26. Sucking it in

Of all the costuming and day-to-day woes on the set, most members of the cast agree that Simon Helberg may have had it the worst. His wardrobe isn’t hot like Nayyar’s, but it is still uncomfortable. Howard’s signature look features a pair of skinny jeans and one of his many wild belt buckles.

Fiz X

Helberg’s regular wardrobe is far less extreme. His commentary on adjusting to his on-screen garb is, “I’ve learned the smallest pants size I can squeeze into!” The actor says that, of Howard’s belt buckles, his favorites are the ones that don’t stab him when he sits down.

27. Scripted love

Ten years is a long time. For many of us, ten years have marked the transition from one stage of life to another. During that time, most of us have experienced significant changes in the love department: Dating, marriage, families, the works. The same can be said about these characters.

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The cast of The Big Bang Theory has had their fair share of changes alongside their characters. Most notably, as Leonard and Penny developed an on-screen relationship, Kaley Cuoco and Johnny Galecki nurtured a budding romance of their own. However, the love between Cuoco and Galecki ended up being far less sweet than its on-screen counterpart.

28. Bittersweet developments

The real-life romance between Kaley Cuoco and Johnny Galecki lasted about two years and was conducted in secret so as not to detract from the budding relationship between their on-screen personas. The two of them denied their relationship in public and never told anyone about it until after the fact.


When asked about their relationship, Cuoco said, “It was such a huge part of my life and no one knew about it. It was a wonderful relationship, but we never spoke a word about it and never went anywhere together.” She believes that the secrecy ultimately led to their breakup, though the two remain good friends.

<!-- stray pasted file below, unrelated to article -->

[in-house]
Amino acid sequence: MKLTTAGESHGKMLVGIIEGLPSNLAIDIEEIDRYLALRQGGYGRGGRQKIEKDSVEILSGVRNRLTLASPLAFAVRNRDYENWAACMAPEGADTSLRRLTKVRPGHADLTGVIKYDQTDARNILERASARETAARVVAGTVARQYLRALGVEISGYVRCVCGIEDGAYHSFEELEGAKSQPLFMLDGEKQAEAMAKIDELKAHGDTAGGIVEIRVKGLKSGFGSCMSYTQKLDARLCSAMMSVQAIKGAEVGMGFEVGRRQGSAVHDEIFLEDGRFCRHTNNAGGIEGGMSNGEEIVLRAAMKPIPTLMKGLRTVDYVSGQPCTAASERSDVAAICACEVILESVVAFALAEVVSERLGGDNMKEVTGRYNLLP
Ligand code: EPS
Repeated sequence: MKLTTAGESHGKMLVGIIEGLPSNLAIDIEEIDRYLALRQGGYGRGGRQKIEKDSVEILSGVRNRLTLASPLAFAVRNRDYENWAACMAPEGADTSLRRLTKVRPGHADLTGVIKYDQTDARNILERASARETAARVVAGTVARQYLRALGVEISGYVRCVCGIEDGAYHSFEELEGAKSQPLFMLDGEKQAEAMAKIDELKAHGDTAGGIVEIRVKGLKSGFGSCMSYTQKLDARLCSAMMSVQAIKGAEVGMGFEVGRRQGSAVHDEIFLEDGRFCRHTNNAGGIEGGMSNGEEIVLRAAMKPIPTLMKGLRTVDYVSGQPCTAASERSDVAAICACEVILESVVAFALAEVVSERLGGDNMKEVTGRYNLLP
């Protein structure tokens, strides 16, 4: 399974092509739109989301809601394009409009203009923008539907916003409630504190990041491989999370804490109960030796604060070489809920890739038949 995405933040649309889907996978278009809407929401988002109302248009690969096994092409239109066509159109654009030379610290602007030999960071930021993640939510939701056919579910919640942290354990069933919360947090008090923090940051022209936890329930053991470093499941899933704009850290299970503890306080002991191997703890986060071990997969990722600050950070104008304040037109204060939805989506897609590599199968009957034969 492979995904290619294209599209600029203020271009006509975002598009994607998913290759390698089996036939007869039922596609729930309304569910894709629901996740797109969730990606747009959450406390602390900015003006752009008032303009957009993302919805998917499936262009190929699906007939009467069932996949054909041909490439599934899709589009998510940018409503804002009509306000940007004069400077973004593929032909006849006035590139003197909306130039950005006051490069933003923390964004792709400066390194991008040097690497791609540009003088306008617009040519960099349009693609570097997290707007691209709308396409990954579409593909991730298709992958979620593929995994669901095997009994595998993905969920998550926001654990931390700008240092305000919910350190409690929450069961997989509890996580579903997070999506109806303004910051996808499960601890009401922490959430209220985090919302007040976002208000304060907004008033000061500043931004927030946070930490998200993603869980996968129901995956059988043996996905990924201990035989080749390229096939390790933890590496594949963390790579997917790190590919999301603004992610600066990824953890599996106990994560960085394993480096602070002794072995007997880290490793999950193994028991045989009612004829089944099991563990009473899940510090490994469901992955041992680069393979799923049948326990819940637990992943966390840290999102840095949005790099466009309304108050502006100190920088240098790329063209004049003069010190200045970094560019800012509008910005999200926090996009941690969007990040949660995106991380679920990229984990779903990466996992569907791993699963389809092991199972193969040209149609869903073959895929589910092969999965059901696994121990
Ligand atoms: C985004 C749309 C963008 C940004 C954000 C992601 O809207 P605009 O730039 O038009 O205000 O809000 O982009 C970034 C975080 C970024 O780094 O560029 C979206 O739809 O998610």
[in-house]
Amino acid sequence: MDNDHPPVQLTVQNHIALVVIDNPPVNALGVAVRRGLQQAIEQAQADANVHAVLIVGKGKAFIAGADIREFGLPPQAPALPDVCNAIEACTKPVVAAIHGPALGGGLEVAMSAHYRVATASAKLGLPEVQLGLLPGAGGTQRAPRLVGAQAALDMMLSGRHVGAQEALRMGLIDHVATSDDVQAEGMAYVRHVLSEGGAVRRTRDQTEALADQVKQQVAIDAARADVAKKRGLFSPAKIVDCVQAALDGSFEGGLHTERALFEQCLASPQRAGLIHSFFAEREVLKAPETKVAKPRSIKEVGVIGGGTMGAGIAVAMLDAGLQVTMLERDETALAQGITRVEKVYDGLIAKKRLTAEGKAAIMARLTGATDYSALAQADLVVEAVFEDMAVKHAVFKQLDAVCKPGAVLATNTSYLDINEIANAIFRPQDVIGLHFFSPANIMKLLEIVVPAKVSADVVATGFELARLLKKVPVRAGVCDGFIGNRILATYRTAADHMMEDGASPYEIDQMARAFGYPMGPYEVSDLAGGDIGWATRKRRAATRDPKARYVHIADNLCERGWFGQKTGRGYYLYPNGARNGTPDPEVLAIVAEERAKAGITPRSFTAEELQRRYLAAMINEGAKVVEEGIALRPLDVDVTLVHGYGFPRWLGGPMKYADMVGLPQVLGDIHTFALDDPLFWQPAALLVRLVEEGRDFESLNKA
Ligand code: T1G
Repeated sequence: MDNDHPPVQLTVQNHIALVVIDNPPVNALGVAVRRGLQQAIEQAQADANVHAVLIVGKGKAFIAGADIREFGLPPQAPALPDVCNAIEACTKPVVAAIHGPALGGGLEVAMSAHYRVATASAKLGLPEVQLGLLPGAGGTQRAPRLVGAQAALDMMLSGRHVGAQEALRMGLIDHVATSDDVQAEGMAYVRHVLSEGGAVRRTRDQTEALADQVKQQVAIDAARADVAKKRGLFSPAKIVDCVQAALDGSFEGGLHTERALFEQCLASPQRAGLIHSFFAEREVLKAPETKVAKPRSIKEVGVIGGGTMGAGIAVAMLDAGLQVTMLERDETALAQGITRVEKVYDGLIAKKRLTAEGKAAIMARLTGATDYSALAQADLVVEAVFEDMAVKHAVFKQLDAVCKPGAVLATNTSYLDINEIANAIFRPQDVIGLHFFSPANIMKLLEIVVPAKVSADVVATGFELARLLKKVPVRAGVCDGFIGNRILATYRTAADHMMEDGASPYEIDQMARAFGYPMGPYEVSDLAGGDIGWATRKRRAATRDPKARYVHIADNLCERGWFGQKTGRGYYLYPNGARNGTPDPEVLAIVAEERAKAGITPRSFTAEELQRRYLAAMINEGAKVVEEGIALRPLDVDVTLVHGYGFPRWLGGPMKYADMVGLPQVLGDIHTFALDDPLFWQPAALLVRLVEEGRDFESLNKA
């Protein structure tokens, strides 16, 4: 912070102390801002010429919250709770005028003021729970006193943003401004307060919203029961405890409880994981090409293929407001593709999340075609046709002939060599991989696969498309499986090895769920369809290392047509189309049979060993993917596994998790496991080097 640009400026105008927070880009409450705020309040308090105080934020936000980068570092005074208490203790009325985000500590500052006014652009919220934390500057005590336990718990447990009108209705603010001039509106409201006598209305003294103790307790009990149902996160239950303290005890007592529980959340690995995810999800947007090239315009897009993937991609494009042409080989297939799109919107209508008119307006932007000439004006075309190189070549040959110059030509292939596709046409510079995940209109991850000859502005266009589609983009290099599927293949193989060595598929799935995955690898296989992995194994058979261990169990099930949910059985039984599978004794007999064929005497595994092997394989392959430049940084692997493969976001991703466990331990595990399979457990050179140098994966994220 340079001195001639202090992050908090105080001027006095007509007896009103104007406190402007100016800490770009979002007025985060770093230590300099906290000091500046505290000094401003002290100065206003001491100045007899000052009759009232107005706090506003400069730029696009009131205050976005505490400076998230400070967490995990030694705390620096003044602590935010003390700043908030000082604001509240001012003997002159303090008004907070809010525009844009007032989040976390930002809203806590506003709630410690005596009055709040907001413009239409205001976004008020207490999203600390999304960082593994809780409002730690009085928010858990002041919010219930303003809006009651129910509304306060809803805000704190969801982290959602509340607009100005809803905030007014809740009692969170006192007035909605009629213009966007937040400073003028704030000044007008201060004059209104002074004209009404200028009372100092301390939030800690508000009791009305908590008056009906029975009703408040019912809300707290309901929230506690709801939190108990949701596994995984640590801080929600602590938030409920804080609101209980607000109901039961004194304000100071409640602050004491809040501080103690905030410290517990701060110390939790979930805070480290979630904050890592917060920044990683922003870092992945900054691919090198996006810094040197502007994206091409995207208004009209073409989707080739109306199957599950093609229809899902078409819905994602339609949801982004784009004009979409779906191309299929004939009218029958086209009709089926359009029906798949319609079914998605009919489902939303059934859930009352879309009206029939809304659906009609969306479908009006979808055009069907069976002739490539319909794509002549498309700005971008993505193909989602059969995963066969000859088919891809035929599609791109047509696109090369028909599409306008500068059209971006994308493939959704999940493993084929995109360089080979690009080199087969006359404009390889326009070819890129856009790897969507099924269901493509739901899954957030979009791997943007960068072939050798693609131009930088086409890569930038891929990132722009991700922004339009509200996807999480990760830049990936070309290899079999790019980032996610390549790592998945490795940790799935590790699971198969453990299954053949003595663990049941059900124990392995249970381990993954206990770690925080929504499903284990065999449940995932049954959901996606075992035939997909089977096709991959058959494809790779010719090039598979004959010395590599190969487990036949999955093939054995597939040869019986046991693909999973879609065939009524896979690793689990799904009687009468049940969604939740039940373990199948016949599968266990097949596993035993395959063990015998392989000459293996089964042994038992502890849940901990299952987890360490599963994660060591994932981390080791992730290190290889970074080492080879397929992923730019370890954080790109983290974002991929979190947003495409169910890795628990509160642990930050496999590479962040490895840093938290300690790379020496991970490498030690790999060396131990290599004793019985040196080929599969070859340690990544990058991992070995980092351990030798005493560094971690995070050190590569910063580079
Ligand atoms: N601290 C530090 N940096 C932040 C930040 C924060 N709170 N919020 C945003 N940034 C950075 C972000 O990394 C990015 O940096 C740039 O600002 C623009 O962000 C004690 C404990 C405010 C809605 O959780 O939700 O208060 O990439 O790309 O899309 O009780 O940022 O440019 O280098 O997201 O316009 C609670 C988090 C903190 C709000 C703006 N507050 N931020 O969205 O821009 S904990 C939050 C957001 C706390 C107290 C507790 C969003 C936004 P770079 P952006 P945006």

29. Based on a true story

One of the coolest and least-known facts about The Big Bang Theory is that it is mostly based on real-life scenarios, people, and quirks. While no continuous element of the story is based on a real-life event, the producers and the cast explain that there’s a lot of external influence.

Hollywood Reporter

Executive producer Bill Prady explained that Howard Wolowitz’s character was inspired by a former colleague of his by the same name. He also stated that some elements of Sheldon’s personality were drawn from his interactions with computer programmers during the short time where that was his field of study. The various traits of other characters are an amalgamation of some of the writer’s personal experiences as well.

30. A labor of love

Even some of the conflicts on the show were inspired by interactions between the actors and their spouses. One example is Penny’s inability to remember Leonard Hofstadter’s birthdate, even after they get married. Writer Jeremy Howe claims he drew inspiration for that conflict from his wife, who can never recall his birthday.


Some of the wildest stories are based at least partially in truth, and The Big Bang Theory is no exception. We can expect to see more goofiness, drama, and character growth for two more seasons. The show is planned to end after its 12th season in 2019, but until then, we can sit back and enjoy.